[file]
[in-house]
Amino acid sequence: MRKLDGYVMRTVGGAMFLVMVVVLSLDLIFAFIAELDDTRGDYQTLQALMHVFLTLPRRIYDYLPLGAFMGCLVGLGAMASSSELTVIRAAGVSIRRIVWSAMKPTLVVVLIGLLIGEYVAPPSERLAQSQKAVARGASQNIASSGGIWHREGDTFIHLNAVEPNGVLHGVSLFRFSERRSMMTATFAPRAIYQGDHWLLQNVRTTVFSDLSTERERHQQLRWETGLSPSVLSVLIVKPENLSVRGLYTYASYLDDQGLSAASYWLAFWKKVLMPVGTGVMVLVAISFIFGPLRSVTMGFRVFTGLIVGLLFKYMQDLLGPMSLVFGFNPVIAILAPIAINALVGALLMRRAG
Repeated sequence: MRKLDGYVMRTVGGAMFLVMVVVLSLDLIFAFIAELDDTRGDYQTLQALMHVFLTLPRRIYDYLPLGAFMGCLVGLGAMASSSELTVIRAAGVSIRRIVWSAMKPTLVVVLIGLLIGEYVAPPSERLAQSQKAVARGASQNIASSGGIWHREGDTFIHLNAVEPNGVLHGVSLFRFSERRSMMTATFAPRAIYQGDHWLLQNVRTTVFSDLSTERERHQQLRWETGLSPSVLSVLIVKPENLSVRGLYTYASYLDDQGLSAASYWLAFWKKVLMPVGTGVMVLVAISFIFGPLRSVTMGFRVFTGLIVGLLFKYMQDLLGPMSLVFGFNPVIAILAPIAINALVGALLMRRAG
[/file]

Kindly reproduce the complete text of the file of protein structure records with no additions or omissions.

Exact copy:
[in-house]
Amino acid sequence: MRKLDGYVMRTVGGAMFLVMVVVLSLDLIFAFIAELDDTRGDYQTLQALMHVFLTLPRRIYDYLPLGAFMGCLVGLGAMASSSELTVIRAAGVSIRRIVWSAMKPTLVVVLIGLLIGEYVAPPSERLAQSQKAVARGASQNIASSGGIWHREGDTFIHLNAVEPNGVLHGVSLFRFSERRSMMTATFAPRAIYQGDHWLLQNVRTTVFSDLSTERERHQQLRWETGLSPSVLSVLIVKPENLSVRGLYTYASYLDDQGLSAASYWLAFWKKVLMPVGTGVMVLVAISFIFGPLRSVTMGFRVFTGLIVGLLFKYMQDLLGPMSLVFGFNPVIAILAPIAINALVGALLMRRAG
Repeated sequence: MRKLDGYVMRTVGGAMFLVMVVVLSLDLIFAFIAELDDTRGDYQTLQALMHVFLTLPRRIYDYLPLGAFMGCLVGLGAMASSSELTVIRAAGVSIRRIVWSAMKPTLVVVLIGLLIGEYVAPPSERLAQSQKAVARGASQNIASSGGIWHREGDTFIHLNAVEPNGVLHGVSLFRFSERRSMMTATFAPRAIYQGDHWLLQNVRTTVFSDLSTERERHQQLRWETGLSPSVLSVLIVKPENLSVRGLYTYASYLDDQGLSAASYWLAFWKKVLMPVGTGVMVLVAISFIFGPLRSVTMGFRVFTGLIVGLLFKYMQDLLGPMSLVFGFNPVIAILAPIAINALVGALLMRRAG